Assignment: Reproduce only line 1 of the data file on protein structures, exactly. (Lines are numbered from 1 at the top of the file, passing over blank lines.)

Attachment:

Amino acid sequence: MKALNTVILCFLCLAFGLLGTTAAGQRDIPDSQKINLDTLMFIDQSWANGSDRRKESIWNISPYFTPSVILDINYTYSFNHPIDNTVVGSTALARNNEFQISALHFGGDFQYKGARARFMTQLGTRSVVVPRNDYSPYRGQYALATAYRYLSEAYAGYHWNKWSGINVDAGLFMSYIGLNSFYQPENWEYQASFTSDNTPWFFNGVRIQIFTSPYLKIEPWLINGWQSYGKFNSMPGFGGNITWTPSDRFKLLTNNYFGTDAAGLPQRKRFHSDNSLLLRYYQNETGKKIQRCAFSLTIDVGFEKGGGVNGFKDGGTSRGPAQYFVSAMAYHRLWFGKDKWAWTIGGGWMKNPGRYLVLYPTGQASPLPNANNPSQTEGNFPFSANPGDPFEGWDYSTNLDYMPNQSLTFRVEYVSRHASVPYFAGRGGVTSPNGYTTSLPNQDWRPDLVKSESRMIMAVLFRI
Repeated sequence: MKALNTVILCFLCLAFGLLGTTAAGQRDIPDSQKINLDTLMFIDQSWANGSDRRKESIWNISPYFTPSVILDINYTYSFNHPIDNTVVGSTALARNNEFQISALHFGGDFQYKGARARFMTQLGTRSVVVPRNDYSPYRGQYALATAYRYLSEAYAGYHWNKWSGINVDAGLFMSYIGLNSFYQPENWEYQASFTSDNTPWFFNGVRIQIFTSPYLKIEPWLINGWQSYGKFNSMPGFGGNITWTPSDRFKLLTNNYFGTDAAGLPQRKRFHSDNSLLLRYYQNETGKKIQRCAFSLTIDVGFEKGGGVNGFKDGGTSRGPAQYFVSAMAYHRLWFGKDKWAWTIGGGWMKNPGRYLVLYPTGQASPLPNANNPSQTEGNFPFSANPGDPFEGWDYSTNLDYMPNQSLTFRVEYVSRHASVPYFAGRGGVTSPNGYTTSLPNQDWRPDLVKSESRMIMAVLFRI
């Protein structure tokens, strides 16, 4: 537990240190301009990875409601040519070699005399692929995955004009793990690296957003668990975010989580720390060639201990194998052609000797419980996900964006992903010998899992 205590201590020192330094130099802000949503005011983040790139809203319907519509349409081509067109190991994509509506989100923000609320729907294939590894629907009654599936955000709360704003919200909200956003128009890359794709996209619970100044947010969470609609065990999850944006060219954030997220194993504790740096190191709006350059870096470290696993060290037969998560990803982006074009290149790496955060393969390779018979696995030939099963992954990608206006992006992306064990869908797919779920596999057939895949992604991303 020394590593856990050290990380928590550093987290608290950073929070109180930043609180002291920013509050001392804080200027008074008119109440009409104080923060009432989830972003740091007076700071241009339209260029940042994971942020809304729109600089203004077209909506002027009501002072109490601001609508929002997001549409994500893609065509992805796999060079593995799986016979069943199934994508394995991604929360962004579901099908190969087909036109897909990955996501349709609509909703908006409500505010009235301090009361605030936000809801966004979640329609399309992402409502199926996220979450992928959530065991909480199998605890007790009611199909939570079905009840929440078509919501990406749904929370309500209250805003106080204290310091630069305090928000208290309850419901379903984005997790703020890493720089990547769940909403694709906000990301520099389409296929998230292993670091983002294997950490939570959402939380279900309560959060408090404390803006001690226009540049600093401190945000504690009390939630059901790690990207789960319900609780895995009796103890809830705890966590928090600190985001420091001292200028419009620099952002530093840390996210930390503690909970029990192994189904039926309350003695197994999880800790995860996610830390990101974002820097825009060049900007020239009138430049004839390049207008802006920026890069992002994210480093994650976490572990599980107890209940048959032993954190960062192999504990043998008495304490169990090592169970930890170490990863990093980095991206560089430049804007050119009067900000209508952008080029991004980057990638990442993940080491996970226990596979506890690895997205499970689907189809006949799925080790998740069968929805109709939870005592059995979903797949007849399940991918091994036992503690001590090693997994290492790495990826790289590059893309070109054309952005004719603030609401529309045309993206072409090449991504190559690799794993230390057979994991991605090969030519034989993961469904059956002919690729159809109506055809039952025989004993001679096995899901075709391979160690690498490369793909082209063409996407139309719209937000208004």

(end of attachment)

Amino acid sequence: MKALNTVILCFLCLAFGLLGTTAAGQRDIPDSQKINLDTLMFIDQSWANGSDRRKESIWNISPYFTPSVILDINYTYSFNHPIDNTVVGSTALARNNEFQISALHFGGDFQYKGARARFMTQLGTRSVVVPRNDYSPYRGQYALATAYRYLSEAYAGYHWNKWSGINVDAGLFMSYIGLNSFYQPENWEYQASFTSDNTPWFFNGVRIQIFTSPYLKIEPWLINGWQSYGKFNSMPGFGGNITWTPSDRFKLLTNNYFGTDAAGLPQRKRFHSDNSLLLRYYQNETGKKIQRCAFSLTIDVGFEKGGGVNGFKDGGTSRGPAQYFVSAMAYHRLWFGKDKWAWTIGGGWMKNPGRYLVLYPTGQASPLPNANNPSQTEGNFPFSANPGDPFEGWDYSTNLDYMPNQSLTFRVEYVSRHASVPYFAGRGGVTSPNGYTTSLPNQDWRPDLVKSESRMIMAVLFRI